[TUHS] System Economics (was is Linux "officially branded UNIX")
imp at bsdimp.com
Sat Mar 18 01:55:21 AEST 2017
On Thu, Mar 16, 2017 at 8:16 PM, Jason Stevens
<jsteve at superglobalmegacorp.com> wrote:
> Well $999 would get you source..
> With more and more magazines of the era being scanned and put online, I
> should try to find the 1800itsunix...
In June 1993, you could already get FreeBSD, NetBSD and 386BSD as well
as BSD 4.4-lite. I think Minix was also available and several other
'also ran' Unix clones of the era whose names have slipped from my
Most of the folks in this thread are lamenting the era before the Net2
release when nothing was available without some kind of encumbrance.
And they do have a point. Where you went to school mattered a lot for
how much access to the sources you could get.
But I was at a school that had a liberal source access policy. You
asked Mike and he told you where to find the source. :) Mike was the
director of the computer center, and he also told you not to release
it and it would be an expellable offense if you shared it or copied
off the servers. But at the time, I didn't have enough disk space on
my PC to do that.... and I always had dialin access to the encumbered
4.2BSD sources as well as the SunOS 3.x sources. But without a machine
to run it on, it was hard to hack the kernel, or even know the good
kernel code from the bad with certainty.... Wasn't until my senior
year that the OS course switched over from writing an OS for a
TOPS-20-like machine emulated on a TOPS-20 machine to writing modules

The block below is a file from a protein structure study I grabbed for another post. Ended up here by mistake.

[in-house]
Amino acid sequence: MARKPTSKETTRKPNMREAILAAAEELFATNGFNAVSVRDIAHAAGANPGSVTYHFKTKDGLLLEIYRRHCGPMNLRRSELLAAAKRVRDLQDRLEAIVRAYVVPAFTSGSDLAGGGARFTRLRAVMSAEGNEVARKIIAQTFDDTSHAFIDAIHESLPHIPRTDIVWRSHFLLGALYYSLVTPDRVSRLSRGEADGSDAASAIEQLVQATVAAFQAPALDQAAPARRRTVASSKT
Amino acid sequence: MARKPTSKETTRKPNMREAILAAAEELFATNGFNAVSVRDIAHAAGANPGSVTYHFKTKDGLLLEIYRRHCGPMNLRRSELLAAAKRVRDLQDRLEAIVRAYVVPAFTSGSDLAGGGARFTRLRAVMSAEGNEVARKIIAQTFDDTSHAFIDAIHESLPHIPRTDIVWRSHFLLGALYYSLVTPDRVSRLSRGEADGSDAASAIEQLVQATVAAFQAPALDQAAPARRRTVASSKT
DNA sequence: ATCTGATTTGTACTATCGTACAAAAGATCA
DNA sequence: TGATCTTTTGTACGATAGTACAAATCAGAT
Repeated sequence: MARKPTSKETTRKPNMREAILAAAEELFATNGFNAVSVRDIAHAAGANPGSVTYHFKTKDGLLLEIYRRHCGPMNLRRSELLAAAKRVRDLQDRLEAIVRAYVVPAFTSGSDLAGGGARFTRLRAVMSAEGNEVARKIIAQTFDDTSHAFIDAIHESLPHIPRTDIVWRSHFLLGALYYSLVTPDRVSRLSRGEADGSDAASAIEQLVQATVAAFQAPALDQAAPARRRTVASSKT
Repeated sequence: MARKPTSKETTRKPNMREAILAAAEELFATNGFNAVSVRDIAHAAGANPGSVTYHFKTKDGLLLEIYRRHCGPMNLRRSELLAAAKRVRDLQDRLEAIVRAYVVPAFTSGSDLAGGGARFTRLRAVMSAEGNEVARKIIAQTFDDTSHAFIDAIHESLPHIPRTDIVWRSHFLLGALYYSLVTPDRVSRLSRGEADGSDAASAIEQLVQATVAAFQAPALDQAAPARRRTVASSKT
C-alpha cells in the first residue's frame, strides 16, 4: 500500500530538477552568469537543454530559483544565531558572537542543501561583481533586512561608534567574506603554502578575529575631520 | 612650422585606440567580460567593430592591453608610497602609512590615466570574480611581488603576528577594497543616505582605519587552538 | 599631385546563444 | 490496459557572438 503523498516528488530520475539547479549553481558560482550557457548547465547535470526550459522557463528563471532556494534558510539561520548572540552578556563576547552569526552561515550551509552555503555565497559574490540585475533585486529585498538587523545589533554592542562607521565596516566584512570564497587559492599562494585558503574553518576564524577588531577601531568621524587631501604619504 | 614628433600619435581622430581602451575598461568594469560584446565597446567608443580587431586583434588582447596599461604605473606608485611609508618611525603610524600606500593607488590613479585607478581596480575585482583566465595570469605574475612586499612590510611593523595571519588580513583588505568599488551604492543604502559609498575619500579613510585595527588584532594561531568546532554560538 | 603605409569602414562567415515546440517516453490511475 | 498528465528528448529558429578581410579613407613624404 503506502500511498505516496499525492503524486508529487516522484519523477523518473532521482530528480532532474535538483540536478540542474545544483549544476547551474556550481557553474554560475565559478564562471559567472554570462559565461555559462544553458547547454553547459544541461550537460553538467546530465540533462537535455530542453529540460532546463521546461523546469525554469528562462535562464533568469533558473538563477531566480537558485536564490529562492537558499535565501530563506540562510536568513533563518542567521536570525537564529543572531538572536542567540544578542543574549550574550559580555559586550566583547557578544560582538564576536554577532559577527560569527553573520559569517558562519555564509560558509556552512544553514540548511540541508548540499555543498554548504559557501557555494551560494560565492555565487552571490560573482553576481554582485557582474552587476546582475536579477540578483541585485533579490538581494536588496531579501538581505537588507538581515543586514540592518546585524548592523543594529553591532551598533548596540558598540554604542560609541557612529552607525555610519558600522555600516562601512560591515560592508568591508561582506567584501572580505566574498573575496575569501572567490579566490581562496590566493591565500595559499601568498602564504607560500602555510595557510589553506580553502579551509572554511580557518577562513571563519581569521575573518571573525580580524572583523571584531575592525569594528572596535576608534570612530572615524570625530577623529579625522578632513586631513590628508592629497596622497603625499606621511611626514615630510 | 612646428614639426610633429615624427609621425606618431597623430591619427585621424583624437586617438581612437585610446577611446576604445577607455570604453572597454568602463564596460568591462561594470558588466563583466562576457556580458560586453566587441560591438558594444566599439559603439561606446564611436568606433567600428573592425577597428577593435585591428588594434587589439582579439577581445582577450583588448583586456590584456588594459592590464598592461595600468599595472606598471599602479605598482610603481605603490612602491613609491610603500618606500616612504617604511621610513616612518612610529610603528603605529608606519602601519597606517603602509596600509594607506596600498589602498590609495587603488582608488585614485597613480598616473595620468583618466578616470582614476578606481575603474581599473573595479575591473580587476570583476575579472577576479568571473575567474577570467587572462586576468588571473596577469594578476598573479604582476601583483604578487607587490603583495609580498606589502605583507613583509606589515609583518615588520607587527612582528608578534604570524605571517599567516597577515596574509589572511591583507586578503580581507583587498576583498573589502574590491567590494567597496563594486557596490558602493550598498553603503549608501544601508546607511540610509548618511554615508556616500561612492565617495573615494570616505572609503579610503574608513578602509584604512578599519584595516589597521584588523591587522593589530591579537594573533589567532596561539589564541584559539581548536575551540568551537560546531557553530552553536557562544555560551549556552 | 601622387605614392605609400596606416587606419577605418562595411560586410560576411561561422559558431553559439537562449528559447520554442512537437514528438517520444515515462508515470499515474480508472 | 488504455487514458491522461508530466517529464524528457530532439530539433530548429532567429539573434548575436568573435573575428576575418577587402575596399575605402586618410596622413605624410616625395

to replace bits of SunOS with your own code...
It was also part of an evolving notion of "OPEN". The SunOS systems
were Open. Totally Open. All the protocols they used were documented
and others could write implementations to them. And there was even a
sample implementation for things like NFS. For the day, that was super
open. Try it with VMS, which had some of the protocols documented and
some of those you could implement w/o running afoul of DEC's (claimed)
IP of various flavors... Sure, it isn't as Open as today, but it was
the first steps down that path...
So Unix has always been an open system. It's just that it's help drive
the notion of Open, including motivating people to work on Linux while
the last bits of it were being freed up and the inevitable legal
hassles that caused.... Of course, various commercial flavors
complicated this picture significantly.... But various commercial
Linux vendors don't really release their sources today, so it can be
hard to get all the bits you need, especially in BSP land.... So Linux
is open, but only mostly open since compliance isn't universal....
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